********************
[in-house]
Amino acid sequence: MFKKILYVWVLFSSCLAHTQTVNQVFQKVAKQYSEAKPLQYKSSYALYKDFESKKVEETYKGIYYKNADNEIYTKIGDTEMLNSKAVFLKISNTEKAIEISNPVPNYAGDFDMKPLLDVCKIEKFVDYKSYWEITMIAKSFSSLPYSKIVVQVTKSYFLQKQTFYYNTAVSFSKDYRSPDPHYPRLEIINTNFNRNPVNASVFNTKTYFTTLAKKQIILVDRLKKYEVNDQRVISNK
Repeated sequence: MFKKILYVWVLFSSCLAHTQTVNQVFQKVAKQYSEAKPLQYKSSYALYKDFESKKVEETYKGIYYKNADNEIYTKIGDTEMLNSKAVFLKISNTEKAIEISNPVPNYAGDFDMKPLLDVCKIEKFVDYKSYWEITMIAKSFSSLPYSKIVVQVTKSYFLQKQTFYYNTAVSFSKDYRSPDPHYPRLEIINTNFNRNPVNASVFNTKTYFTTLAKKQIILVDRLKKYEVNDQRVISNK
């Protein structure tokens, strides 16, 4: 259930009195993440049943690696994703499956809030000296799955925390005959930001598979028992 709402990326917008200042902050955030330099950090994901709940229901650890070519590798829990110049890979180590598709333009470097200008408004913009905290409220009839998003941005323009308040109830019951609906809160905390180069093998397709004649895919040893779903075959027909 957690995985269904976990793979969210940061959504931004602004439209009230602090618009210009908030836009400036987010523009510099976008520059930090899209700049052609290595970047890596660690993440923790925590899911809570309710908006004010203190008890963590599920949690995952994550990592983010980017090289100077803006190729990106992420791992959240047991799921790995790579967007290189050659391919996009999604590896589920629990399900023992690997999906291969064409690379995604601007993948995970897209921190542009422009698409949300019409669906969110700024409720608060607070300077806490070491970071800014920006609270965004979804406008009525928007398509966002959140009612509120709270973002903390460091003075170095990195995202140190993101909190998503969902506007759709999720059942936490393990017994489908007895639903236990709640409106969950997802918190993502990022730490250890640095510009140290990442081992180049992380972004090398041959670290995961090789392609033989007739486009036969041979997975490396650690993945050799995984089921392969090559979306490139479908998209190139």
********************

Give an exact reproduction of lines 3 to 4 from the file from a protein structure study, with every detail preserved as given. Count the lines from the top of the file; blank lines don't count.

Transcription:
Repeated sequence: MFKKILYVWVLFSSCLAHTQTVNQVFQKVAKQYSEAKPLQYKSSYALYKDFESKKVEETYKGIYYKNADNEIYTKIGDTEMLNSKAVFLKISNTEKAIEISNPVPNYAGDFDMKPLLDVCKIEKFVDYKSYWEITMIAKSFSSLPYSKIVVQVTKSYFLQKQTFYYNTAVSFSKDYRSPDPHYPRLEIINTNFNRNPVNASVFNTKTYFTTLAKKQIILVDRLKKYEVNDQRVISNK
């Protein structure tokens, strides 16, 4: 259930009195993440049943690696994703499956809030000296799955925390005959930001598979028992 709402990326917008200042902050955030330099950090994901709940229901650890070519590798829990110049890979180590598709333009470097200008408004913009905290409220009839998003941005323009308040109830019951609906809160905390180069093998397709004649895919040893779903075959027909 957690995985269904976990793979969210940061959504931004602004439209009230602090618009210009908030836009400036987010523009510099976008520059930090899209700049052609290595970047890596660690993440923790925590899911809570309710908006004010203190008890963590599920949690995952994550990592983010980017090289100077803006190729990106992420791992959240047991799921790995790579967007290189050659391919996009999604590896589920629990399900023992690997999906291969064409690379995604601007993948995970897209921190542009422009698409949300019409669906969110700024409720608060607070300077806490070491970071800014920006609270965004979804406008009525928007398509966002959140009612509120709270973002903390460091003075170095990195995202140190993101909190998503969902506007759709999720059942936490393990017994489908007895639903236990709640409106969950997802918190993502990022730490250890640095510009140290990442081992180049992380972004090398041959670290995961090789392609033989007739486009036969041979997975490396650690993945050799995984089921392969090559979306490139479908998209190139």